Speed, convenience, product variety, and price choices are the main reasons why consumers in the Middle east are becoming increasingly motivated to purchase and shop online.
Moreover, across the different markets, electronics, fashion, personal care, and beauty are among the most successful products, with electronics being the most purchased eCommerce section in terms of sales, followed by beauty and personal care.
There is increased demand for international products from foreigners who are living in the middle east, mainly in the UAE. This demand has created an active ecosystem amongst leading eCommerce platforms and logistic services providers to promote cross-border e-commerce and to encourage international business outside of the region to take advantage of it.
Payment wise, consumers are more likely to choose cash-on-delivery as a payment meant method. However, they are becoming more and more open to new and alternative ways of payments. Digital payments are becoming more popular, especially among the millennial generation. Nevertheless, governments are also playing an important role in supporting online payments by initiating projects like Dubai’s Smart City, which has seen the movement of key government services to digitize their online payments.
It is clear that the Middle East represents a great opportunity for many global eCommerce businesses seeking to expand and penetrate new markets. According to AMEinfo, “E-commerce sector records sharp increase in sales” 2020 report the Middle East e-commerce market was predicted to reach $48.6 billion by 2022.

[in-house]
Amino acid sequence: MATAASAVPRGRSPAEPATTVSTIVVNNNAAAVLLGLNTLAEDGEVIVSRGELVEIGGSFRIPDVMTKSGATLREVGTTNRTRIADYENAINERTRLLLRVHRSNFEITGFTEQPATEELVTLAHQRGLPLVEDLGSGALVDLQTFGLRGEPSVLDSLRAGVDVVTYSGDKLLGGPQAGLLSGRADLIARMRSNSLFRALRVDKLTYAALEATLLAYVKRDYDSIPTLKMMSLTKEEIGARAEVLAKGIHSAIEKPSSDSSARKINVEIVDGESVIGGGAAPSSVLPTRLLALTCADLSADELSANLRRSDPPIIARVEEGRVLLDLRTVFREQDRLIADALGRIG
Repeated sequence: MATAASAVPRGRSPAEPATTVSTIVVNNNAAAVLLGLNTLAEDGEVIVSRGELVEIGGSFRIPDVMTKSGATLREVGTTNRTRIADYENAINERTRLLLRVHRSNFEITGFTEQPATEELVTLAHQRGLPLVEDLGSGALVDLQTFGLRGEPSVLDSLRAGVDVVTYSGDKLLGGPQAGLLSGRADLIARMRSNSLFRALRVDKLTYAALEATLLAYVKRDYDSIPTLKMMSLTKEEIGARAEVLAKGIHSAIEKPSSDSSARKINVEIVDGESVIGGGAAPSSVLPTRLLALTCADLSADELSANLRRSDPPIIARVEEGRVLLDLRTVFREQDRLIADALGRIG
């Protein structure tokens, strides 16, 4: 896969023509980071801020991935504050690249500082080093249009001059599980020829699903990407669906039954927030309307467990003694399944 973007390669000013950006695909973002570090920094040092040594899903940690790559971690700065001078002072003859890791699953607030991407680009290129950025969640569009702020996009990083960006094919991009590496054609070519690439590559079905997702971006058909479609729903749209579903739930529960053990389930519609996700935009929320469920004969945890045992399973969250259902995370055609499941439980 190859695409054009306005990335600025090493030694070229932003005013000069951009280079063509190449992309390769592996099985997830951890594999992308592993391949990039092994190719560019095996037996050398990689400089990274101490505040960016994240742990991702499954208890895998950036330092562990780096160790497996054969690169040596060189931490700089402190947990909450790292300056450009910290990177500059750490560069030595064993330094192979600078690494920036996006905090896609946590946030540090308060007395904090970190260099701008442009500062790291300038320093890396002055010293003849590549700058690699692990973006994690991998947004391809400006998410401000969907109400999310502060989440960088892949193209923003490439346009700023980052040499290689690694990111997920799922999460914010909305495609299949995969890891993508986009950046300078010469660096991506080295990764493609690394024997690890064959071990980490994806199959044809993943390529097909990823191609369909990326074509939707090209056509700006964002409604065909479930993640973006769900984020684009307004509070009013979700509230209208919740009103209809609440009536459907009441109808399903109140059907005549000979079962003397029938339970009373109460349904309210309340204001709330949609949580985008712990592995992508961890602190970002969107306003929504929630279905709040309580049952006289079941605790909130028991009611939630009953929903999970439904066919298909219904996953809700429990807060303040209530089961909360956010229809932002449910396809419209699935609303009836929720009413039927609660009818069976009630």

Moreover, this growth is yet to increase with this ongoing pandemic. According to the Global Consumer Insights Survey COVID-19 Pulse – Middle East findings of PwC’s annual Global Consumer Insights Survey (GCIS) reveals the Middle East urban consumers have increased their usage of online shopping channels, particularly smartphones, and increased online or on-phone purchase of groceries.
The reports also show that “shopping via smartphones will continue to rise after lockdown ends, with 92% of those consumers who increased their shopping via smartphone reporting that they were “very likely” (63%) or “likely” (29%) to continue with this purchase method once social-distancing measures are removed”.
All these transformations in the middle east eCommerce landscape brought about also a number of benefits to the region, like offering a flexible means to interact with clients, attract and retain consumer spending, and improve market disruption caused by the pandemic.
It also encourages not only entrepreneurship and innovation but also localization of e-commerce businesses by decreasing the expenses of starting and running a business in a “cash-strapped environment.”
The future of the Middle east eCommerce East looks promising. Consumers are constantly seeking access to a wide range of online product choices and new shopping experiences. More importantly, payments and logistics—have come a long way, in spite of other prevailing challenges.
Today the success and continuous growth of the middle east eCommerce is just a starting point to a significant regional transformation in shopping practices. And with the increased competition both at the national and global level, businesses need to effectively strategize and improve their online presence. Today it’s all about leveling up one’s digital game.